CARLISLE, Ky. (WKYT) - A Central Kentucky veteran, who was one of the first to set foot on Normandy Beach on D-Day, is making his way back to France.
Saturday, PFC Charlie Wilson will board a flight bound for Paris. He's headed to Normandy, to commemorate the 70th anniversary of D-Day.
Few are alive that can tell a story like Charlie Wilson's.
"Bullets was flying everywhere," he remembers of D-Day, "we come out like a wild Russian or a mad bull."
One of the first Americans to set foot on the beaches of Normandy, the Nicholas County veteran remembers that day as if he's celebrating the seventh anniversary, not the 70th.
"We had to push those Germans from the inch, foot, yard, mile and keep them going toward home," he explains, "the 4th Division wasn't gonna be pushed back into sea."
Wilson was an 18-year-old PFC when his 4th Division Infantry fought their way into France. He turned 19 the day they liberated Paris.
"We led everything that was done. The 4th division led it."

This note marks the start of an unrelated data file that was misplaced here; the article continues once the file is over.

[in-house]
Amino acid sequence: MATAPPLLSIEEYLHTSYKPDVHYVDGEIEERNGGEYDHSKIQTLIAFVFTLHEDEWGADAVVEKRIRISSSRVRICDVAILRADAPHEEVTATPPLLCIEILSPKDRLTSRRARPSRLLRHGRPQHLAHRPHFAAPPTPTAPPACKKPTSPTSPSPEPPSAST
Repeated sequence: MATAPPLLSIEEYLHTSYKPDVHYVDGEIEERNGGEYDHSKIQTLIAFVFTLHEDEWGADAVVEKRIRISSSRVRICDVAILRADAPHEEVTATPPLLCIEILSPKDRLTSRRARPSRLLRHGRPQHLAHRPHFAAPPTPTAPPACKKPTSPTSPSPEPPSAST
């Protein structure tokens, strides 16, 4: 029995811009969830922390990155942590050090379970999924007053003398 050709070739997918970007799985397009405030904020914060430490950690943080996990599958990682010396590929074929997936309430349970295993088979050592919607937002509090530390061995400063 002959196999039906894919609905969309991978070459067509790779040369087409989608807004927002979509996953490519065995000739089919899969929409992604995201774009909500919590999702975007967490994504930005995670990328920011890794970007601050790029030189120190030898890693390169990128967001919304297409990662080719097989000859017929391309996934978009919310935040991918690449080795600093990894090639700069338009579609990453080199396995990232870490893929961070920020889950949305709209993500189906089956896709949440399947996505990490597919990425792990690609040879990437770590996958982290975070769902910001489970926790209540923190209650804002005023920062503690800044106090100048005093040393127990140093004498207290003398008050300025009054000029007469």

Wilson leaves his hometown in Carlisle and heads to France Saturday. While there, he'll talk about his time serving overseas and how important it is to remember it.
"I didn't speak for years. And I saw that patriotism was going to heck in a bread basket. And I said it's time for us to start talking. And so I began talking."
His words got the attention of an organization wanting to keep stories like Wilson's alive, The 70 Voices of Freedom. They're helping Wilson return to Normandy.
"I'm going back to stick my butt close to the water, and act like I'm a tank coming out of the water. I'm gonna stand there and remember."
Wilson has a group from George Rogers Clark High School to thank for his trip to France. Their interview with Wilson is what caught the eye of the 70 Voices of Freedom initiative.